Under that scenario, don't be surprised if that chart gets even uglier. It should come as no surprise, however, given Amazon's well-publicized and hyper-aggressive investment in fulfillment centers across the country.

Giving into the meaningless P/E discussion for a moment -- OK, fine, Amazon needs margins to triple to justify its P/E. I'm not sure that's true, but I'm just going on Weinstein's survey of the situation. Why does Amazon need to raise prices to make this happen? It doesn't and it will not.

At some point, Amazon will ratchet back on investment. It's only natural. Of course, there will likely always be long-term growth opportunity to invest in, but this phase, largely tied to the need for domestic fulfillment centers, will end, even if only temporarily. When it does, expect AMZN shorts to get hammered even harder than they already have.

According to Amazon's first-quarter earnings slide presentation (available at the company's investor relations website), return on invested capital came in at 24% for the first quarter of 2011. It dipped to 12% in the most recent quarter. It could trend even lower this quarter.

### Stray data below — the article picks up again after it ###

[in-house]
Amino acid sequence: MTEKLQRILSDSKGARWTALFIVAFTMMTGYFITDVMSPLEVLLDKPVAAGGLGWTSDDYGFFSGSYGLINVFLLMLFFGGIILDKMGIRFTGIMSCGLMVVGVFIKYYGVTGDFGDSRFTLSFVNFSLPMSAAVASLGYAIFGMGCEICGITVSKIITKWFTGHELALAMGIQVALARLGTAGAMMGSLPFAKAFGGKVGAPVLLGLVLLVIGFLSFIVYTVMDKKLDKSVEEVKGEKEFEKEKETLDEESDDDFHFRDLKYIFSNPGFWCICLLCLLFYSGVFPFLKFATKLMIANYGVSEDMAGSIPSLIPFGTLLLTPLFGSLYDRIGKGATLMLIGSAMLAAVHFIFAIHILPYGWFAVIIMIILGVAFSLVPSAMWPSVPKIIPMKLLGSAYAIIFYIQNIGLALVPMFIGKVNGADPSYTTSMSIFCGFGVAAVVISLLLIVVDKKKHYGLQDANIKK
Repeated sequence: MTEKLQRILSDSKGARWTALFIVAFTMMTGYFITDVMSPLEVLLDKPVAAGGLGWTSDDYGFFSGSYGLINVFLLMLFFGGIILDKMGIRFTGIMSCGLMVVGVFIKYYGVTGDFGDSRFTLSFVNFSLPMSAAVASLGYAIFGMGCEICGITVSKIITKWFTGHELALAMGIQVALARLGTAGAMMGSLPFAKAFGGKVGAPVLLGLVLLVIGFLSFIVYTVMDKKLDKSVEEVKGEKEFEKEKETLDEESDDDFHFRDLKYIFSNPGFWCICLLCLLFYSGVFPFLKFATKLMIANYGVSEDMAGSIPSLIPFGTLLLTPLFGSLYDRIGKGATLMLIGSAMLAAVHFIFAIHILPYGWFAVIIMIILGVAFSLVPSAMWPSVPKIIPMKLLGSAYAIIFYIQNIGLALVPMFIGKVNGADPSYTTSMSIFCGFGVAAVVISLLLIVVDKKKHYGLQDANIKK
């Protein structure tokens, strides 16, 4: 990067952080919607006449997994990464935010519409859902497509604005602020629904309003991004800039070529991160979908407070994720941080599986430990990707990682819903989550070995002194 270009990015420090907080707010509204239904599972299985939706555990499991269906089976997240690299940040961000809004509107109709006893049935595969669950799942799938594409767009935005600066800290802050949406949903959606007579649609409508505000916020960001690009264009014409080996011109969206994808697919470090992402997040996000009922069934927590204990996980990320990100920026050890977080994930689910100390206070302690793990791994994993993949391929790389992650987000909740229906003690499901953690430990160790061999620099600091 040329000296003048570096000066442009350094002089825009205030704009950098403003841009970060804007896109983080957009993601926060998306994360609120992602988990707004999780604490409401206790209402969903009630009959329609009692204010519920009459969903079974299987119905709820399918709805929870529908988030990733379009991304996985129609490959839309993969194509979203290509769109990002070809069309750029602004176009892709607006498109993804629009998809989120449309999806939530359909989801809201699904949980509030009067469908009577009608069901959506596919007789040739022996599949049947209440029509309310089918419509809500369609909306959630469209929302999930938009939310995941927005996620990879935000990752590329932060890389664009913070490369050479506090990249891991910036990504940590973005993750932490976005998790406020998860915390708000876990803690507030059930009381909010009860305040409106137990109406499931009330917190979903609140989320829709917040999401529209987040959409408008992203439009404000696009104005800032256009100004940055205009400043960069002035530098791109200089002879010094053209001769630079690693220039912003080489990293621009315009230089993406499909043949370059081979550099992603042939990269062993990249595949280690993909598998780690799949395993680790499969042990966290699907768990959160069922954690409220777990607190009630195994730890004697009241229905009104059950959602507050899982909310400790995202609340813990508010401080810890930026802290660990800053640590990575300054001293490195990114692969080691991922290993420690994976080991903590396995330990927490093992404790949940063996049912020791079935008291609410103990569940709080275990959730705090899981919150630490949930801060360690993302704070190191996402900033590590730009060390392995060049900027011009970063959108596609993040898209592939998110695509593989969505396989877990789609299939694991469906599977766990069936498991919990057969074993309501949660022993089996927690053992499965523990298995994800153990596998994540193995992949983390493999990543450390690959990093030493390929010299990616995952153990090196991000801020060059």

It doesn't take an MBA to figure out that the return does not happen at the same time as or immediately following the investment. There's a lag time of at least a couple of quarters. So what happens when capex comes down, return on invested capital returns to more typical Amazon levels and profit margins rise exponentially because revenue today is far higher than it was five years ago?

Consider the following two charts. The first compares the first three metrics (capex, return and margins) over the last five years. The second isolates revenue. AMZN Capital Expenditures Chart AMZN Capital Expenditures data by YCharts
AMZN Profit Margin Chart AMZN Profit Margin data by YCharts

Revenue has more than tripled over the last five years, yet profit margin has not. That's what happens when companies act aggressively to seize long-term growth opportunities. That's the phase in which Amazon finds itself. Investors should not want or expect Bezos to say, You know, we've spent enough, let's leave our long-term future and some market share on the table to impress short-term thinkers with a better bottom line today. That would be patently absurd and a reason to ditch bullish sentiment.

The following chart, which simply provides a longer view of revenue versus profit margins absolutely drives home the reality of what's happening here. Exponential growth and the potential for more of the same going forward portends a (temporary) decrease in profit margins as Amazon jacks up spending to a level suitable to aggressively take full advantage of that opportunity.